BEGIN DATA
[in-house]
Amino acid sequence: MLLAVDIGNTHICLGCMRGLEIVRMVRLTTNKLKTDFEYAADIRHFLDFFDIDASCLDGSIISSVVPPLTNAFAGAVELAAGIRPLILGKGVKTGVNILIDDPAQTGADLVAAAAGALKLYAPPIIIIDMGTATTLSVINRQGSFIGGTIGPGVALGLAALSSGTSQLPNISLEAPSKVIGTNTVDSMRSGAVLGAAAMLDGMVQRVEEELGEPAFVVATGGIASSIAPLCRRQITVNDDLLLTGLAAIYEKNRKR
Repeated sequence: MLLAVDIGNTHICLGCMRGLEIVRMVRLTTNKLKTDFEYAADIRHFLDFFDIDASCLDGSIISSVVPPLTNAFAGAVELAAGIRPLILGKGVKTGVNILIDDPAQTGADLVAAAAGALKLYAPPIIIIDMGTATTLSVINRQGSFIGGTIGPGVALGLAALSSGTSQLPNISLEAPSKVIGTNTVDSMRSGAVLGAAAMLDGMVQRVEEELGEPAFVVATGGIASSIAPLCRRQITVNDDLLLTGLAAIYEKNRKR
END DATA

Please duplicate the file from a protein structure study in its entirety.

[in-house]
Amino acid sequence: MLLAVDIGNTHICLGCMRGLEIVRMVRLTTNKLKTDFEYAADIRHFLDFFDIDASCLDGSIISSVVPPLTNAFAGAVELAAGIRPLILGKGVKTGVNILIDDPAQTGADLVAAAAGALKLYAPPIIIIDMGTATTLSVINRQGSFIGGTIGPGVALGLAALSSGTSQLPNISLEAPSKVIGTNTVDSMRSGAVLGAAAMLDGMVQRVEEELGEPAFVVATGGIASSIAPLCRRQITVNDDLLLTGLAAIYEKNRKR
Repeated sequence: MLLAVDIGNTHICLGCMRGLEIVRMVRLTTNKLKTDFEYAADIRHFLDFFDIDASCLDGSIISSVVPPLTNAFAGAVELAAGIRPLILGKGVKTGVNILIDDPAQTGADLVAAAAGALKLYAPPIIIIDMGTATTLSVINRQGSFIGGTIGPGVALGLAALSSGTSQLPNISLEAPSKVIGTNTVDSMRSGAVLGAAAMLDGMVQRVEEELGEPAFVVATGGIASSIAPLCRRQITVNDDLLLTGLAAIYEKNRKR